In this week’s market update: the transition from Trump to Biden hogs the headlines; China’s fourth quarter GDP shows the country back at pre-pandemic growth levels while the ECB ponders how to dig Europe out of medical and economic crisis. Earnings season gets into full swing too.
All eyes will be on Washington this week as Joe Biden is sworn is as the 46th President of the United States. It’s probably not the biggest market news of the week, however, as the transition to a Biden presidency has already been well trailed.
Perhaps more influential will be yesterday’s Chinese GDP data, which confirmed that the country where the pandemic started more than a year ago is already coming out the other side. Growth in China in the fourth quarter was 6.5% and the country is now growing at pre-pandemic levels again.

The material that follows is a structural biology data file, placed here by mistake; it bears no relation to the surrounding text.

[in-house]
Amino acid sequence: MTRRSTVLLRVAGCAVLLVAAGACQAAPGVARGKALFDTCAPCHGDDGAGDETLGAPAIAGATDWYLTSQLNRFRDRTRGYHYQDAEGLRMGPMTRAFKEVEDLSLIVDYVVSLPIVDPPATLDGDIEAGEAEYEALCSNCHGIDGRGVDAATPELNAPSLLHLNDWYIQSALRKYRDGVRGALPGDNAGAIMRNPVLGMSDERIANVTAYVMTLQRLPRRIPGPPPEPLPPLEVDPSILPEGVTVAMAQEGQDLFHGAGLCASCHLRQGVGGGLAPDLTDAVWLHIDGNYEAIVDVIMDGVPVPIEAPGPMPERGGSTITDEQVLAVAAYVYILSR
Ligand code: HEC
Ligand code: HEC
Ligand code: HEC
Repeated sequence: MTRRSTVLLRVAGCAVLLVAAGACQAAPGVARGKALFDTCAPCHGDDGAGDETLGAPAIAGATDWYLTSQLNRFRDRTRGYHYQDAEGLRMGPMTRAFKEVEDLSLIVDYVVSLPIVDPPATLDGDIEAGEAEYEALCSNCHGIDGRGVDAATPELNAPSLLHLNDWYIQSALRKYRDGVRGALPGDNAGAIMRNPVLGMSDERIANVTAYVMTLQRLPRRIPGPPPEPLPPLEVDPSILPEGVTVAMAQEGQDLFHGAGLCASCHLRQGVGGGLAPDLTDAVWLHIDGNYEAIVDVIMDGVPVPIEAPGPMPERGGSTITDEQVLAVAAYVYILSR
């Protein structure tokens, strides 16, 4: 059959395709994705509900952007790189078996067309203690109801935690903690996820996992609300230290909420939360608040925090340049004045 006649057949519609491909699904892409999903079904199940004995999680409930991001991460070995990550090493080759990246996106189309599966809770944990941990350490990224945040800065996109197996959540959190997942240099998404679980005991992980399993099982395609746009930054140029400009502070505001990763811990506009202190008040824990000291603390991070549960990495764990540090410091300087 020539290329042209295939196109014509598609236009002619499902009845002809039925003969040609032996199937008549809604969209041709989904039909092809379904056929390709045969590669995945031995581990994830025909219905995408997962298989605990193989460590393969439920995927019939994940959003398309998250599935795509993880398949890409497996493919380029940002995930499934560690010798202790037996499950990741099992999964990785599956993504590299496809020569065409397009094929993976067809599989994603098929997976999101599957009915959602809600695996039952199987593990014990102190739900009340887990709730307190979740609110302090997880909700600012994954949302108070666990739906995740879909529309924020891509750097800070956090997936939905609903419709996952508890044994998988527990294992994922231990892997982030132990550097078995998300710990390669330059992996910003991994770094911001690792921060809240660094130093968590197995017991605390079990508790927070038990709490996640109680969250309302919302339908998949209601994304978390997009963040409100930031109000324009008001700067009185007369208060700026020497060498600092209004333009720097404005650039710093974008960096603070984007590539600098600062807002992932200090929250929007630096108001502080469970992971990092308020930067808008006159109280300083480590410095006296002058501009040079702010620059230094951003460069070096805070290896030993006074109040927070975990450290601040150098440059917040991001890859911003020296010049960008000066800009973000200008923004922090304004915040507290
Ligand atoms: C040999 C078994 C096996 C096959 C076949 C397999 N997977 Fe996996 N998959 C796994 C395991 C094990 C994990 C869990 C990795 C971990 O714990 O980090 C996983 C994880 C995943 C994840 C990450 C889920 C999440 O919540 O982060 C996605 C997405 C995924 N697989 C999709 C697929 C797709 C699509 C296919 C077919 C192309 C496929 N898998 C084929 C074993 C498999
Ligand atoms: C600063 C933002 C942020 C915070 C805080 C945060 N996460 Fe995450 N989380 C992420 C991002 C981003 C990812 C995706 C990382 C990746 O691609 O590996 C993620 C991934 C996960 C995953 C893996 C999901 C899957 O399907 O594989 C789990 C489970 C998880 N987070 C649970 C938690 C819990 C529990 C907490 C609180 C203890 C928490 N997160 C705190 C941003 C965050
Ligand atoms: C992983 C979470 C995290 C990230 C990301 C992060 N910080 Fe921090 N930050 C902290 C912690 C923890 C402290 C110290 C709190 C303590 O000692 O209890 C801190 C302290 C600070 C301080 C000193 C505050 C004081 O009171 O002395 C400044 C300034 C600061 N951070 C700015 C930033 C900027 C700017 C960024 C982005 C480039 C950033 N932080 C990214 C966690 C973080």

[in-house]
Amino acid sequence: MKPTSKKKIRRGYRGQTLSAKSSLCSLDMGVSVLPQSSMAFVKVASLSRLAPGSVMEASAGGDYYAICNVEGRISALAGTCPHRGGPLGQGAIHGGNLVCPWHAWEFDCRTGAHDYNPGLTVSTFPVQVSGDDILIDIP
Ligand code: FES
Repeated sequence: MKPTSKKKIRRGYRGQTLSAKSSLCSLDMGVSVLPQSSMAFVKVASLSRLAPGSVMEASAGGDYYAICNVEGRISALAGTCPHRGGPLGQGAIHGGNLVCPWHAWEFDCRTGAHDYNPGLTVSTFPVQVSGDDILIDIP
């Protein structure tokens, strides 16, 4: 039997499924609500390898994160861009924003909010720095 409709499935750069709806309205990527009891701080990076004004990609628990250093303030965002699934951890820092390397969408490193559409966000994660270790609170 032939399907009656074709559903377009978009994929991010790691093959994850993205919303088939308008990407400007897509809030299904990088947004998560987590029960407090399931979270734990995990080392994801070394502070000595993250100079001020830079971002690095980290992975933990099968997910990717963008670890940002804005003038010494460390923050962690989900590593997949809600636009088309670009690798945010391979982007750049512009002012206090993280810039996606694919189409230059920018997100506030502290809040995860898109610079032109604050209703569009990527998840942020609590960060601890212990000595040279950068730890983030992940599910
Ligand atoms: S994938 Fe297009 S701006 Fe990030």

China will almost certainly be the only major country to deliver positive economic growth in 2020 despite registering its first quarterly decline in output for more than 40 years in the first three months of the year. Overall growth reached 2.3% for the year as a whole, with state supported industrial production leading the recovery.
Chinese shares were up another 1.1% yesterday, building on the strong gains made in 2020 as it became clear that the country would be first in and first out of the crisis. The data were not all good because retail sales growth, at 4.6%, was marginally lower than in November and below expectations. Consumer spending has been the weakest link in the Chinese recovery.
But industrial production growing at 7.1%, in part due to buoyant demand for medical equipment and lockdown-related products, is firing on all cylinders. Growth in the previous quarter was 5.6%.